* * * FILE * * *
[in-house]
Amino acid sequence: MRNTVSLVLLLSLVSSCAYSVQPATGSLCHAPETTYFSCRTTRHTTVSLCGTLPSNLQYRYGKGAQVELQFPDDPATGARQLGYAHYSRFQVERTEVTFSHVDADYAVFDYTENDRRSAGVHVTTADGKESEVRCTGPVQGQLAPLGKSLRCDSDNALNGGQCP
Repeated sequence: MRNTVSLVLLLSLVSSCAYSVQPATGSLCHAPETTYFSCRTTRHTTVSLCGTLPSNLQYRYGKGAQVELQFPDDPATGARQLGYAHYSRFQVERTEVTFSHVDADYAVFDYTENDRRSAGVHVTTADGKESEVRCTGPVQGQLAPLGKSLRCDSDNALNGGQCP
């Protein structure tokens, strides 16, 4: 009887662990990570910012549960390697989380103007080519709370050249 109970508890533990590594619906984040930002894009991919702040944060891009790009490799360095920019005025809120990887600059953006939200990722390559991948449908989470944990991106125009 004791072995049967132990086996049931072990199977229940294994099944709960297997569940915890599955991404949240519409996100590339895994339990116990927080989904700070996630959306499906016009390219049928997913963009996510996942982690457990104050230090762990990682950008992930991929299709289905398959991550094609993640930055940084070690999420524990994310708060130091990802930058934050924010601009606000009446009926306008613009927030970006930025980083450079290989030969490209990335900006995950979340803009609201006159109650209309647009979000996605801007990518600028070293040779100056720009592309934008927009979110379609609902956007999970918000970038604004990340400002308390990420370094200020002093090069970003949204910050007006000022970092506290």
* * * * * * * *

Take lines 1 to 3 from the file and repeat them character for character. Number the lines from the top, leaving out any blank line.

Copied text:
[in-house]
Amino acid sequence: MRNTVSLVLLLSLVSSCAYSVQPATGSLCHAPETTYFSCRTTRHTTVSLCGTLPSNLQYRYGKGAQVELQFPDDPATGARQLGYAHYSRFQVERTEVTFSHVDADYAVFDYTENDRRSAGVHVTTADGKESEVRCTGPVQGQLAPLGKSLRCDSDNALNGGQCP
Repeated sequence: MRNTVSLVLLLSLVSSCAYSVQPATGSLCHAPETTYFSCRTTRHTTVSLCGTLPSNLQYRYGKGAQVELQFPDDPATGARQLGYAHYSRFQVERTEVTFSHVDADYAVFDYTENDRRSAGVHVTTADGKESEVRCTGPVQGQLAPLGKSLRCDSDNALNGGQCP